Thomas Vincent Ramos
|Thomas Vincent Ramos|
17 September 1887|
Puerto Cortés, Honduras
|Died||14 November 1955(aged 68)|
|Known for||Civil rights activist|
T.V. Ramos was born in Puerto Cortés, Honduras, on September 17, 1887 and was educated at Wesleyan Methodist primary schools in Stann Creek Town (now Dangriga) and Belize City. He took correspondence courses in business administration, public speaking, journalism and accountancy. Ramos married Elisa Marian Fuentes in 1914. He moved permanently to Dangriga in 1923 but did not formally become a British subject until one year before his death in 1955.
After moving to Belize, Ramos became a school teacher. He was also a visionary leader. Concerned about the systematic neglect of health facilities for Garinagu in Dangriga, he founded the Carib Development and Sick Aid Society and later the Carib International Society, which had affiliations in Guatemala and Honduras. The purpose of the Carib Development Society was to help the sick and to assist those who need financial assistance to bury their dead. The society owns 800 acres (3.2 km2) of land that was called the Carib Reserve at Sarawee in the Stann Creek valley. He lobbied successfully for the colonial authorities to provide native Garifuna nurses in the local hospital. Ramos was a Methodist, a preacher, and wrote several Garifuna hymns. Some of them are sung each year at his memorial.
T.V. Ramos was a contemporary of Marcus Garvey, and was involved in Garvey's Universal Negro Improvement Association. He fought discrimination against Garifuna people, including all Afro-Belizeans. He was founder of the Independent Manhood and Exodus Uplift Society and the Colonial Industrial Instruction Association. He was a prolific contributor to the newspapers. For example, writing in the Belize Independent on 21 January 1942 Ramos complained of the brutality of some Wesleyan School teachers towards their students, and the immorality of some of the female pupil teachers.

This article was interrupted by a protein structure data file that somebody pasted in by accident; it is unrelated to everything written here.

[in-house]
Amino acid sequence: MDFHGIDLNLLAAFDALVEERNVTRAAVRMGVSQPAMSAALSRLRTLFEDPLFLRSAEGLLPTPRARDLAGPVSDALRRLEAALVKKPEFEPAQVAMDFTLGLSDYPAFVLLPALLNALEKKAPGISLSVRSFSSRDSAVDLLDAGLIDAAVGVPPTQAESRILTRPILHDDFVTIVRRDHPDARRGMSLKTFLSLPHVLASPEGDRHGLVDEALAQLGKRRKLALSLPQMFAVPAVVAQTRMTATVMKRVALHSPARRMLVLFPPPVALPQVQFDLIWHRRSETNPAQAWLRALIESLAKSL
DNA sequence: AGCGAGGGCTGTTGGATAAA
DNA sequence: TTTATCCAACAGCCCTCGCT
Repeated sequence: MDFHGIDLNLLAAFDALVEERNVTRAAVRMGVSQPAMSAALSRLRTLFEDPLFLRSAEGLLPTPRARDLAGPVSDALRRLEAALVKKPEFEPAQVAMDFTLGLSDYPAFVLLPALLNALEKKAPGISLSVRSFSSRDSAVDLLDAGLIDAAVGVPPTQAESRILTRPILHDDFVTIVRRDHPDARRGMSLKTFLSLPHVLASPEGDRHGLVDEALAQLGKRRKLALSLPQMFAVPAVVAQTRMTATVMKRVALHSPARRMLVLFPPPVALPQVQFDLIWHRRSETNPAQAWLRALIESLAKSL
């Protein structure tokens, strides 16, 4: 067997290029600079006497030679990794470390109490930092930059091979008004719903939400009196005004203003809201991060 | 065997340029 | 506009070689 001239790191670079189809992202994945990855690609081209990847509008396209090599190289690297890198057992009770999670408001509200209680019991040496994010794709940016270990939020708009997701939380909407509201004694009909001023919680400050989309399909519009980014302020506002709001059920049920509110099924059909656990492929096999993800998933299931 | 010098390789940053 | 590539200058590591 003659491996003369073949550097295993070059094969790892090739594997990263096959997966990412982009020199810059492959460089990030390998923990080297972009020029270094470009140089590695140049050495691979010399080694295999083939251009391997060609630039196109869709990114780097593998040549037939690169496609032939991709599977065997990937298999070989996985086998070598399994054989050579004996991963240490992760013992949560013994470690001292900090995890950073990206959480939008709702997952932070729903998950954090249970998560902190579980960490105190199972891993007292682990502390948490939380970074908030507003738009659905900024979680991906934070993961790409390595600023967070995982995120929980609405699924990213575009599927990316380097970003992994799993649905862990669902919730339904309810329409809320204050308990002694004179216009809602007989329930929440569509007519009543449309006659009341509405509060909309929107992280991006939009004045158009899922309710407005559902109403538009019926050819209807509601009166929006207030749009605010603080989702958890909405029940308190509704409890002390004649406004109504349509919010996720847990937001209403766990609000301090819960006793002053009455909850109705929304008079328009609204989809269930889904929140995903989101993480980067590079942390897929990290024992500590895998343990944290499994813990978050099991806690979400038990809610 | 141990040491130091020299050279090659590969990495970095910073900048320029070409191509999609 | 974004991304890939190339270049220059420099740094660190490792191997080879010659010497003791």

In 1940, as leader and spokesman of the Garifuna people along with Pantaleon Hernandez and Domingo Ventura he approached the Governor of the colony and asked for establishment of a Public and Bank Holiday to observe the Garifuna arrival in Belize. The request was granted and the Carib Disembarkation Day, later named Garifuna Settlement Day, was first celebrated in Stann Creek District on 19 November 1941, later in Punta Gorda or Toledo District in 1943 and throughout the country in 1977.
Thomas Vincent Ramos died and was laid to rest on 14 November 1955. A torchlight parade is held on 13 November every year in honor of his contributions to Belize and to his people. The parade is part of the week-long lead-up to the Garifuna Settlement Day that he established, which includes selection of Miss Garifuna, parades and special church services, and The T.V. Ramos Classic Bike Race.  His granddaughter Adele Ramos published a biography of T.V. Ramos in 2000. A statue of Thomas Vincent Ramos stands at the junction of Commerce and Front streets in Dangriga.
- "Belizean Biographies: Thomas Vincent Ramos". Belize National Library Service and Information System. Retrieved 2010-02-07.
- Jose Francisco Avila & Tomas Alberto Avila. "The Period 1920 - 1940 - Thomas Vincent Ramos". Garifuna World. Lulu.com. ISBN 1-928810-02-0.
- "Thomas Vincent Ramos". The Belizean Studies Resource Center. Retrieved 2010-02-07.
- Adele Ramos (2008-11-18). "52nd tribute to T.V. Ramos". Retrieved 2010-02-07.
- Peter Hitchen (2005). Education And Multi-cultural Cohesion in the Caribbean: The Case of Belize, 1931 - 1981. Lulu.com. ISBN 1-4116-5453-6.
- Sebastian Cayetano (1993). Garifuna history, language & culture of Belize, Central America & the Caribbean. The Author. p. 51.
- Harry S. Pariser (1998). Explore Belize. Harry S. Pariser. p. 279. ISBN 1-55650-785-2.
- "Celebrating Garifuna Day". San Pedro Sun. Retrieved 2010-02-07.
- Thomas Vincent Ramos, Adele Ramos (2000). Thomas Vincent Ramos: the man and his writings. National Garifuna Council of Belize. ISBN 976-8111-56-9.
- Mara Vorhees, Joshua Samuel Brown (2008). Belize. Lonely Planet. p. 222. ISBN 1-74104-703-X.